Some observations on yellowing lenses. The measurements are done with a Victoreen 190 radiation meter.
|Lens||Serial||product number||radioactive||measured value|
|super-takumar 1:2/55||2007701||37102||yes||50 uSv/H|
|super-takumar 1:2/55||2556625||37103||yes||50 uSv/H|
|super-multi-coated takumar 1:1.8/55||5016612||37104||yes||50 uSv/H|
|super-multi-coated takumar 1:1.8/55||5296854||37104||yes||50 uSv/H|
|SMC takumar 1:1.8/55||7081998||37108||yes||50 uSv/H|
|super-multi-coated-takumar 1:1.4/50||4958706||37902||yes||65 uSv/H|
|SMC takumar 1:1.4/50||7780013||37908||yes||65 uSv/H|
|super-takumar 1:2/35||1258114||yes||35 uSv/H|
|super-multi-coated takumar 1:4.5/20||5403707||43952||yes||1.8 uSv/H|
|super-multi-coated takumar 1:3.5/28||8315160||43872||no|
|SMC PENTAX 1:1.4/50||1500029||yes||65 uSv/H|
|SMC PENTAX 1:1.2/50||no|
|SMC PENTAX 1:2/55||no|
|SMC PENTAX 1:1.8/55||no|
|auto mamiya/sekor sx 1:1.8 f=55mm||110157||yes||13 uSv/H|
Some extra notes, by putting a peace of isolation material about 1mm thick between a lens and the probe, the measured radiation halved.
Various sources on the internet report that thorium is the radioactive element, which was added to the glass to get a higher refractive index (thoriumdioxide to be precise).
Another curious find, although most people think that all Takumar and Pentax 1:1.8 (and 1:2.0) 55mm lenses have the same optical design, is this unlikely because some of them have radioactive glass and others not.
I took three lenses which showed a similar degree of yellowing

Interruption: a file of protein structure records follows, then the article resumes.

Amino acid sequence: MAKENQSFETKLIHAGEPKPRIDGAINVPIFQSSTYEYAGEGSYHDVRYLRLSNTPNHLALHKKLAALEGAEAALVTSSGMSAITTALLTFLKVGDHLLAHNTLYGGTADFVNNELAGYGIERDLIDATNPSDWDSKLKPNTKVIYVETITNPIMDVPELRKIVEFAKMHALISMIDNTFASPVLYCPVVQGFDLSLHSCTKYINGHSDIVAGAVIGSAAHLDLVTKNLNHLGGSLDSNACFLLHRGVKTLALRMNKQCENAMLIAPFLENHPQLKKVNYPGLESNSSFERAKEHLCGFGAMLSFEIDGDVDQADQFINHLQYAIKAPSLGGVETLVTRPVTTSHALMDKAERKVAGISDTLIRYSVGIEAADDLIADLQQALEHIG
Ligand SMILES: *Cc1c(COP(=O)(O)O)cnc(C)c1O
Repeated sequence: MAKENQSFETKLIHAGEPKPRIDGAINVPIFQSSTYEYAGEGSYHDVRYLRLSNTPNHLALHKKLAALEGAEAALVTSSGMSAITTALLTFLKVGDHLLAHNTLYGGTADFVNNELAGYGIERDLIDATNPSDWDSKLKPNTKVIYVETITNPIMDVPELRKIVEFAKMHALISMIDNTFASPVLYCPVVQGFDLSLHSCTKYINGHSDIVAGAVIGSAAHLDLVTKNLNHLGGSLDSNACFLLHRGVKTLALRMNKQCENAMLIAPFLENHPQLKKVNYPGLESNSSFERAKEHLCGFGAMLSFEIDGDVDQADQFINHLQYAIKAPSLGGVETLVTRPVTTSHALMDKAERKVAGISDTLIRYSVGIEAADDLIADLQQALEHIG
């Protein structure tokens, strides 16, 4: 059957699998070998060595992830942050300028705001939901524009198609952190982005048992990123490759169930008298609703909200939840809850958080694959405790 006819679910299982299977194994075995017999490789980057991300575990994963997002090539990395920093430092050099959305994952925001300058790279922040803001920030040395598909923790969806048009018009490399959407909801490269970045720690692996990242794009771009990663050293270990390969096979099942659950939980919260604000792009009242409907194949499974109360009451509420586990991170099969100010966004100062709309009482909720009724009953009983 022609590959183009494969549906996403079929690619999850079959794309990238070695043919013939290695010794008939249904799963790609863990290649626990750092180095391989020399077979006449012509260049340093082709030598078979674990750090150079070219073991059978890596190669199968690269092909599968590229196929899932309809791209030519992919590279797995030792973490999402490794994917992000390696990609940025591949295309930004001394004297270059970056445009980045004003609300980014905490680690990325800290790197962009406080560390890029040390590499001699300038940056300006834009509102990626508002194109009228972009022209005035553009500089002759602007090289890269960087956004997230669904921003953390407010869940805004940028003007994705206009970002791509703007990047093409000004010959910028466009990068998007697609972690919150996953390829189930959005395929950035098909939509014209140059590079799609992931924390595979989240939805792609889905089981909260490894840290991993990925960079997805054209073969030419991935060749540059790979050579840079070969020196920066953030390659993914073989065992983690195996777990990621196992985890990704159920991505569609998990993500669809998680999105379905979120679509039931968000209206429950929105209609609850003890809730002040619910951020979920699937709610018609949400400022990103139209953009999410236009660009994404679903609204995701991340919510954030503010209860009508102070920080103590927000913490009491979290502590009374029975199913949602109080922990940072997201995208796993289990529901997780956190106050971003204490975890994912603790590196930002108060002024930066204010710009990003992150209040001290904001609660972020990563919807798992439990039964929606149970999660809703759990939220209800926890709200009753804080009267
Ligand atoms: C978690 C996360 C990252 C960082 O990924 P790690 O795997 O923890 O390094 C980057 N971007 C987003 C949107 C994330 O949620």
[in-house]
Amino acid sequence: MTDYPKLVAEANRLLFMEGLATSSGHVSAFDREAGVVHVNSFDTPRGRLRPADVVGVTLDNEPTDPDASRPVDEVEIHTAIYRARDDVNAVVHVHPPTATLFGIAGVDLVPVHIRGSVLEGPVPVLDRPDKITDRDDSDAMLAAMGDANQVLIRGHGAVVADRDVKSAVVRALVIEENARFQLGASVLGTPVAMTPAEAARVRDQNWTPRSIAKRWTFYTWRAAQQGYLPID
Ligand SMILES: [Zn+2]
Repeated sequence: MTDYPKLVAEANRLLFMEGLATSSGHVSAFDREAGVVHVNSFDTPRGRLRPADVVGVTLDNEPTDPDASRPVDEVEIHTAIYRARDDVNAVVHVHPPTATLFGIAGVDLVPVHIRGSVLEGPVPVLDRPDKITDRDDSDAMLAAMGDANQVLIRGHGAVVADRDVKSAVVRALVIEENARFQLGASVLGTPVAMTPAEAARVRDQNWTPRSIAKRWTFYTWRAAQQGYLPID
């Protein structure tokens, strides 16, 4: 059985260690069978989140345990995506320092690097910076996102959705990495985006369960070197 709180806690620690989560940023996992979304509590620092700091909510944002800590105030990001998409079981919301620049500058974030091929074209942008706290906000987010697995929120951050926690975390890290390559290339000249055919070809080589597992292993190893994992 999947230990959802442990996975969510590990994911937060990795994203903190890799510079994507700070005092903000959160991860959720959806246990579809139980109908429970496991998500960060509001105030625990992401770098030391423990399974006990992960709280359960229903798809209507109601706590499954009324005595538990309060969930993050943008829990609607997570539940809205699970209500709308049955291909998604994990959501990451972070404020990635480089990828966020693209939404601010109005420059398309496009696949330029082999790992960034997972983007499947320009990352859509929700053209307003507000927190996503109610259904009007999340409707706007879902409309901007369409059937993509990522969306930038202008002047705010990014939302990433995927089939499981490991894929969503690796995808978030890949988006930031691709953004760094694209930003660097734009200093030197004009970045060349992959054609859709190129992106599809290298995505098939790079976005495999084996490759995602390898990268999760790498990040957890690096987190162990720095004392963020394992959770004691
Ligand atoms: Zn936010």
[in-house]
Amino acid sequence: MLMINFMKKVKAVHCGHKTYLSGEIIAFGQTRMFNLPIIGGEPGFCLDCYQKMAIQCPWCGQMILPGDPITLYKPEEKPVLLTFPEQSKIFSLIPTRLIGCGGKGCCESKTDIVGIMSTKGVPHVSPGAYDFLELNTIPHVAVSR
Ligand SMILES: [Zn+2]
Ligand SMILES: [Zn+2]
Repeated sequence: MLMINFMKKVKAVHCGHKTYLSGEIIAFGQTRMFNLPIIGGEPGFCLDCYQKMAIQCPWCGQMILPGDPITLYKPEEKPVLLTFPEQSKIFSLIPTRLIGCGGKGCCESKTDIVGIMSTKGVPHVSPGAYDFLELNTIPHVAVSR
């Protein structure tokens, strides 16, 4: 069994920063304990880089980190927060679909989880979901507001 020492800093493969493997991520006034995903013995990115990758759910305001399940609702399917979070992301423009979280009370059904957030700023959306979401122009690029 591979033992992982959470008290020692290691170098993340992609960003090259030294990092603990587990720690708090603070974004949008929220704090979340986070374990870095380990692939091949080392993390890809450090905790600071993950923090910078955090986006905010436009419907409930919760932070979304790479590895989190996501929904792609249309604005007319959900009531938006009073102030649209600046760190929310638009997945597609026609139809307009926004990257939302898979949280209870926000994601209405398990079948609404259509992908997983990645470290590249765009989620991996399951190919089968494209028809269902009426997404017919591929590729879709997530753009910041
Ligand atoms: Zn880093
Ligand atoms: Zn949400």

Two of them got the blacklight treatment, the other one was my reference yellow lens.
And after a week:
I have taken apart this lens to test the individual groups in front of a Victoreen 190 radiation meter, and found that the yellow marked elements are radioactive. I did not split the cemented group, but one side was much 'hotter' than the other side.
Above left the three front elements, below right the cemented group (element 4 and 5),
above right element 6 , and below left the last element (7).
Apart from the front three elements, all other groups show some degre of yellowing.
Then I gave element 6 the blacklight treatment for a week.
So, this element did clear.
Then I gave element 7, which was not very yellow to start with, the same treatment, but did cover half of its surface.
And consequently, half of it cleared.
I did have more radioactive lenses than I thought I had.
Most of them have yellowed to some degree.
Yellowing can be cleared by a blacklight.
It is the glass itself which turns yellow, I cannot rule out that the cement not turns yellow also, but find it unlikely.
Well, I am no expert in this field, but searching the internet I found one likely theory.
The radiation from the radioactive element 'kicks' electrons out of their place to another atom/molecule in the glass. There they form what is called 'color centers', and then we get the yellowed (or browned) lens element.
This electron can be 'kicked' out of the 'color centers' by heat or light of the right intensity/wavelength. And there we have an explanation of the blacklight treatment.
That was the very short version, for the long version we have the internet .
And as bonus, a youtube video .